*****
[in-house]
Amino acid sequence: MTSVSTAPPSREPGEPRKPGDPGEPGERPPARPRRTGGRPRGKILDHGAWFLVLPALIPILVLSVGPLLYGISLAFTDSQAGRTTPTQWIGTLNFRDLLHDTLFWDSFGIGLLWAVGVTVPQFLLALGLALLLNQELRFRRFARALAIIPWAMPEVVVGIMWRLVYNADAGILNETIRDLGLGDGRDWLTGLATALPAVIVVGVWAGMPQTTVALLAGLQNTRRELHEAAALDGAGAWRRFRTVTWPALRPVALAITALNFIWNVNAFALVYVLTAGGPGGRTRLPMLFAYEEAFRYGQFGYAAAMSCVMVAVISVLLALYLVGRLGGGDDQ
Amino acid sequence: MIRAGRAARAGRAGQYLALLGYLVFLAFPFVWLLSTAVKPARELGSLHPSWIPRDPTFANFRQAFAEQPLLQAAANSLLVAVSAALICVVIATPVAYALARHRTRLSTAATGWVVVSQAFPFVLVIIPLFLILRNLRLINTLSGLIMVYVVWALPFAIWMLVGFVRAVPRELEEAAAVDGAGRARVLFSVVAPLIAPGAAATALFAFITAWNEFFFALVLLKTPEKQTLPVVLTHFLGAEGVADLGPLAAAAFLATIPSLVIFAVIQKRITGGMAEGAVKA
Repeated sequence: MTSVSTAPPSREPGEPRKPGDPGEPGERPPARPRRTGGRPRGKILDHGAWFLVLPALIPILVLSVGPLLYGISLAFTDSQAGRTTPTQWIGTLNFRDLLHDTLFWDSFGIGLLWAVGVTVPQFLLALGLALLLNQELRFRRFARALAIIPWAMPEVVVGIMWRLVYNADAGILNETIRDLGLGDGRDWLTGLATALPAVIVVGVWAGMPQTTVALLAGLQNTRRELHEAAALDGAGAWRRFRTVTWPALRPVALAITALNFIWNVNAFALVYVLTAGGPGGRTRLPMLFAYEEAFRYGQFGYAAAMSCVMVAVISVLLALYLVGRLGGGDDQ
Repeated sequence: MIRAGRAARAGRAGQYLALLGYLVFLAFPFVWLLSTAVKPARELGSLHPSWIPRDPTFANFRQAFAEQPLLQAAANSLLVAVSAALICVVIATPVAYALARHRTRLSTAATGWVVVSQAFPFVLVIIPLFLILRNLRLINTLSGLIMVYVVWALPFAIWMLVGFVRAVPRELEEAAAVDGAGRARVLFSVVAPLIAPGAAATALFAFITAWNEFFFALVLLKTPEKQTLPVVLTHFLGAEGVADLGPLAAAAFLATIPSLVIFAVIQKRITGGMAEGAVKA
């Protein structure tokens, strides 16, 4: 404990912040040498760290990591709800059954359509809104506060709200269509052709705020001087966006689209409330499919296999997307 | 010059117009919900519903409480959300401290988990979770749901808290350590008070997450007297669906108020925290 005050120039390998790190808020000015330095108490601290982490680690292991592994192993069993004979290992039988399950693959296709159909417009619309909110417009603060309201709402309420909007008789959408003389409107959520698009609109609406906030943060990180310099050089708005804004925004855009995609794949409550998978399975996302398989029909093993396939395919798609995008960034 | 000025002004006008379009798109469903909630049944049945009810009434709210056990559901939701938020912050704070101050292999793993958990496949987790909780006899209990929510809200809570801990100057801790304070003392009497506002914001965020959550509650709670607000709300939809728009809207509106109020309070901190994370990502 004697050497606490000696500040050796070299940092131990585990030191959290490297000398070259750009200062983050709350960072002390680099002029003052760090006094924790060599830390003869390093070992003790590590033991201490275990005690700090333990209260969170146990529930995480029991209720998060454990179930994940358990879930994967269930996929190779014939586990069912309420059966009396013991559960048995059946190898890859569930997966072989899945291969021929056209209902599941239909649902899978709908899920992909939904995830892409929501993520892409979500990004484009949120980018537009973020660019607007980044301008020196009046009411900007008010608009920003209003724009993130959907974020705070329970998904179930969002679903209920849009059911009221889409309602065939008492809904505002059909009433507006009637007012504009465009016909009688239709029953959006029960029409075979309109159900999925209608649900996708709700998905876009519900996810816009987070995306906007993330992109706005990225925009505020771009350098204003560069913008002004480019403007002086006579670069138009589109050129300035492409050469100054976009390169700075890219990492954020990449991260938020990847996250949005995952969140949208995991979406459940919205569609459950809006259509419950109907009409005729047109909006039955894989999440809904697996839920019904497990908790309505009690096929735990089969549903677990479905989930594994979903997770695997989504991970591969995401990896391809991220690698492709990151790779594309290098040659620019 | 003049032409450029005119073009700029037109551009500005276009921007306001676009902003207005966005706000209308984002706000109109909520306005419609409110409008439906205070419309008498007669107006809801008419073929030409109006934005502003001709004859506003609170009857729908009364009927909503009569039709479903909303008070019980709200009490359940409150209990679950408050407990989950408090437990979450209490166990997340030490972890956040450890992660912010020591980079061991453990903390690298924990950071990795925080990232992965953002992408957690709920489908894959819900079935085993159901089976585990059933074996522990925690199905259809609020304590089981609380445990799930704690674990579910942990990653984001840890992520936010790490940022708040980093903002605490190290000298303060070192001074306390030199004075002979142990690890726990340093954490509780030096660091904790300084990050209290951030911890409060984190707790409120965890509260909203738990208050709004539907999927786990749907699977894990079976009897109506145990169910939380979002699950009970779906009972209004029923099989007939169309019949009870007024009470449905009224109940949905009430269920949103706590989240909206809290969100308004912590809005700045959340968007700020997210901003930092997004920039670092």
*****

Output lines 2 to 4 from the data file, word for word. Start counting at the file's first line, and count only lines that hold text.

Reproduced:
Amino acid sequence: MTSVSTAPPSREPGEPRKPGDPGEPGERPPARPRRTGGRPRGKILDHGAWFLVLPALIPILVLSVGPLLYGISLAFTDSQAGRTTPTQWIGTLNFRDLLHDTLFWDSFGIGLLWAVGVTVPQFLLALGLALLLNQELRFRRFARALAIIPWAMPEVVVGIMWRLVYNADAGILNETIRDLGLGDGRDWLTGLATALPAVIVVGVWAGMPQTTVALLAGLQNTRRELHEAAALDGAGAWRRFRTVTWPALRPVALAITALNFIWNVNAFALVYVLTAGGPGGRTRLPMLFAYEEAFRYGQFGYAAAMSCVMVAVISVLLALYLVGRLGGGDDQ
Amino acid sequence: MIRAGRAARAGRAGQYLALLGYLVFLAFPFVWLLSTAVKPARELGSLHPSWIPRDPTFANFRQAFAEQPLLQAAANSLLVAVSAALICVVIATPVAYALARHRTRLSTAATGWVVVSQAFPFVLVIIPLFLILRNLRLINTLSGLIMVYVVWALPFAIWMLVGFVRAVPRELEEAAAVDGAGRARVLFSVVAPLIAPGAAATALFAFITAWNEFFFALVLLKTPEKQTLPVVLTHFLGAEGVADLGPLAAAAFLATIPSLVIFAVIQKRITGGMAEGAVKA
Repeated sequence: MTSVSTAPPSREPGEPRKPGDPGEPGERPPARPRRTGGRPRGKILDHGAWFLVLPALIPILVLSVGPLLYGISLAFTDSQAGRTTPTQWIGTLNFRDLLHDTLFWDSFGIGLLWAVGVTVPQFLLALGLALLLNQELRFRRFARALAIIPWAMPEVVVGIMWRLVYNADAGILNETIRDLGLGDGRDWLTGLATALPAVIVVGVWAGMPQTTVALLAGLQNTRRELHEAAALDGAGAWRRFRTVTWPALRPVALAITALNFIWNVNAFALVYVLTAGGPGGRTRLPMLFAYEEAFRYGQFGYAAAMSCVMVAVISVLLALYLVGRLGGGDDQ